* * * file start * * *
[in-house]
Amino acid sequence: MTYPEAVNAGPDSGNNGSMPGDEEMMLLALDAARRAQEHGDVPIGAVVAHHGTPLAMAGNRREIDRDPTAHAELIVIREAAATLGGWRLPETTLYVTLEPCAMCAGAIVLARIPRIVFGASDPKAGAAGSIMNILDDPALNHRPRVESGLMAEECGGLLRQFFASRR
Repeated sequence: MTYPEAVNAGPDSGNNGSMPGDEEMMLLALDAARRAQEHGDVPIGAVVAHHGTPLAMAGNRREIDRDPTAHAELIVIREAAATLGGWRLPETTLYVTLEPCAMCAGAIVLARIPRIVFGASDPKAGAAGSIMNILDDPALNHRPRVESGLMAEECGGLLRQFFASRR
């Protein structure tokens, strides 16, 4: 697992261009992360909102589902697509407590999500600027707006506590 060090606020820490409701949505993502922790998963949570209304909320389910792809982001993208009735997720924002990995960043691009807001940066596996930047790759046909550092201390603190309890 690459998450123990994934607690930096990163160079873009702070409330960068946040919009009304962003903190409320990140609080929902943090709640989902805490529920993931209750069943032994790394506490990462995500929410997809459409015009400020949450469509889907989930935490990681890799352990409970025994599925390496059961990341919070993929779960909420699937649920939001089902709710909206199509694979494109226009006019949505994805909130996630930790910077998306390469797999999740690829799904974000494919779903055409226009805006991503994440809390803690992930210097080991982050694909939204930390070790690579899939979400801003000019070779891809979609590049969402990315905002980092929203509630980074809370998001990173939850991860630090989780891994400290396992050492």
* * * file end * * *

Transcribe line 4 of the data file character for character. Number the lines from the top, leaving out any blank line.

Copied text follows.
């Protein structure tokens, strides 16, 4: 697992261009992360909102589902697509407590999500600027707006506590 060090606020820490409701949505993502922790998963949570209304909320389910792809982001993208009735997720924002990995960043691009807001940066596996930047790759046909550092201390603190309890 690459998450123990994934607690930096990163160079873009702070409330960068946040919009009304962003903190409320990140609080929902943090709640989902805490529920993931209750069943032994790394506490990462995500929410997809459409015009400020949450469509889907989930935490990681890799352990409970025994599925390496059961990341919070993929779960909420699937649920939001089902709710909206199509694979494109226009006019949505994805909130996630930790910077998306390469797999999740690829799904974000494919779903055409226009805006991503994440809390803690992930210097080991982050694909939204930390070790690579899939979400801003000019070779891809979609590049969402990315905002980092929203509630980074809370998001990173939850991860630090989780891994400290396992050492």